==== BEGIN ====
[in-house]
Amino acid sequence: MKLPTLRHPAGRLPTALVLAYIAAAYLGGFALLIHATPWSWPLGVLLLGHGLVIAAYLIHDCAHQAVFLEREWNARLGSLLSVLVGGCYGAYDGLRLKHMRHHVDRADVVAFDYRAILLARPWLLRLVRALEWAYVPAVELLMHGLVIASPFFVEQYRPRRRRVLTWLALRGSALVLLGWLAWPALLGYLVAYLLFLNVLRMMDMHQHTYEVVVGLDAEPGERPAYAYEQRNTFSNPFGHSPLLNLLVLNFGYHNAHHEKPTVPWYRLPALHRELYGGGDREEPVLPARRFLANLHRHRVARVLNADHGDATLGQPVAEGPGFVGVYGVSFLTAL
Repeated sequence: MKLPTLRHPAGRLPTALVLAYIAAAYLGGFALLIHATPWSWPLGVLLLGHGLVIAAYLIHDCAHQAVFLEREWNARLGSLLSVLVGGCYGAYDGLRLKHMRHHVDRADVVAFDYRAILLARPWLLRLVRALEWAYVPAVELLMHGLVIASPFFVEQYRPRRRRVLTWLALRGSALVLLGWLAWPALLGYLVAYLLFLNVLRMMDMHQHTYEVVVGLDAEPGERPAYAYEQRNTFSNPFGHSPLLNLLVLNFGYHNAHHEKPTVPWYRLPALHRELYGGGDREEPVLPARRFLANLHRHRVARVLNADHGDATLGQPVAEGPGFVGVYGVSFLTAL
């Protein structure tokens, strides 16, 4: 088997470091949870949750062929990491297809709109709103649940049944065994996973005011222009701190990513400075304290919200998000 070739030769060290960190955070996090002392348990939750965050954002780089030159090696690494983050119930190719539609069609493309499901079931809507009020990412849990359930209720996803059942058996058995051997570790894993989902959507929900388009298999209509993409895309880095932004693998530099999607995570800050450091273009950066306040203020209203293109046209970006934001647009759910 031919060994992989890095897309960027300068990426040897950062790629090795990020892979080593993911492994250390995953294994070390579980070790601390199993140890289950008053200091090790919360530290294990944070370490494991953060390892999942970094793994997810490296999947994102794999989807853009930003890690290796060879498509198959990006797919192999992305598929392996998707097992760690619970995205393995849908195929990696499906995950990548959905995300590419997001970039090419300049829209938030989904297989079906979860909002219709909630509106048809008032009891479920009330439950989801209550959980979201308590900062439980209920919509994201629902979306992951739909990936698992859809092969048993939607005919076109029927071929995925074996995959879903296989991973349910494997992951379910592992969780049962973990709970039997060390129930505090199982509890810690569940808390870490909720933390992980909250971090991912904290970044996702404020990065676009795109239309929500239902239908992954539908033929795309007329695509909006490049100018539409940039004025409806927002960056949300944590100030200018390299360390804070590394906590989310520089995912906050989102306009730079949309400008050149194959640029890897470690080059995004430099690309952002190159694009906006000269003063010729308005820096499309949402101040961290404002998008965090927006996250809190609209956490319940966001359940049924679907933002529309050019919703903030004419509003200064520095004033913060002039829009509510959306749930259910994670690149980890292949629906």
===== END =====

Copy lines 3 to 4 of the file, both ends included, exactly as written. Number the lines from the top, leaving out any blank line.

Repeated sequence: MKLPTLRHPAGRLPTALVLAYIAAAYLGGFALLIHATPWSWPLGVLLLGHGLVIAAYLIHDCAHQAVFLEREWNARLGSLLSVLVGGCYGAYDGLRLKHMRHHVDRADVVAFDYRAILLARPWLLRLVRALEWAYVPAVELLMHGLVIASPFFVEQYRPRRRRVLTWLALRGSALVLLGWLAWPALLGYLVAYLLFLNVLRMMDMHQHTYEVVVGLDAEPGERPAYAYEQRNTFSNPFGHSPLLNLLVLNFGYHNAHHEKPTVPWYRLPALHRELYGGGDREEPVLPARRFLANLHRHRVARVLNADHGDATLGQPVAEGPGFVGVYGVSFLTAL
């Protein structure tokens, strides 16, 4: 088997470091949870949750062929990491297809709109709103649940049944065994996973005011222009701190990513400075304290919200998000 070739030769060290960190955070996090002392348990939750965050954002780089030159090696690494983050119930190719539609069609493309499901079931809507009020990412849990359930209720996803059942058996058995051997570790894993989902959507929900388009298999209509993409895309880095932004693998530099999607995570800050450091273009950066306040203020209203293109046209970006934001647009759910 031919060994992989890095897309960027300068990426040897950062790629090795990020892979080593993911492994250390995953294994070390579980070790601390199993140890289950008053200091090790919360530290294990944070370490494991953060390892999942970094793994997810490296999947994102794999989807853009930003890690290796060879498509198959990006797919192999992305598929392996998707097992760690619970995205393995849908195929990696499906995950990548959905995300590419997001970039090419300049829209938030989904297989079906979860909002219709909630509106048809008032009891479920009330439950989801209550959980979201308590900062439980209920919509994201629902979306992951739909990936698992859809092969048993939607005919076109029927071929995925074996995959879903296989991973349910494997992951379910592992969780049962973990709970039997060390129930505090199982509890810690569940808390870490909720933390992980909250971090991912904290970044996702404020990065676009795109239309929500239902239908992954539908033929795309007329695509909006490049100018539409940039004025409806927002960056949300944590100030200018390299360390804070590394906590989310520089995912906050989102306009730079949309400008050149194959640029890897470690080059995004430099690309952002190159694009906006000269003063010729308005820096499309949402101040961290404002998008965090927006996250809190609209956490319940966001359940049924679907933002529309050019919703903030004419509003200064520095004033913060002039829009509510959306749930259910994670690149980890292949629906």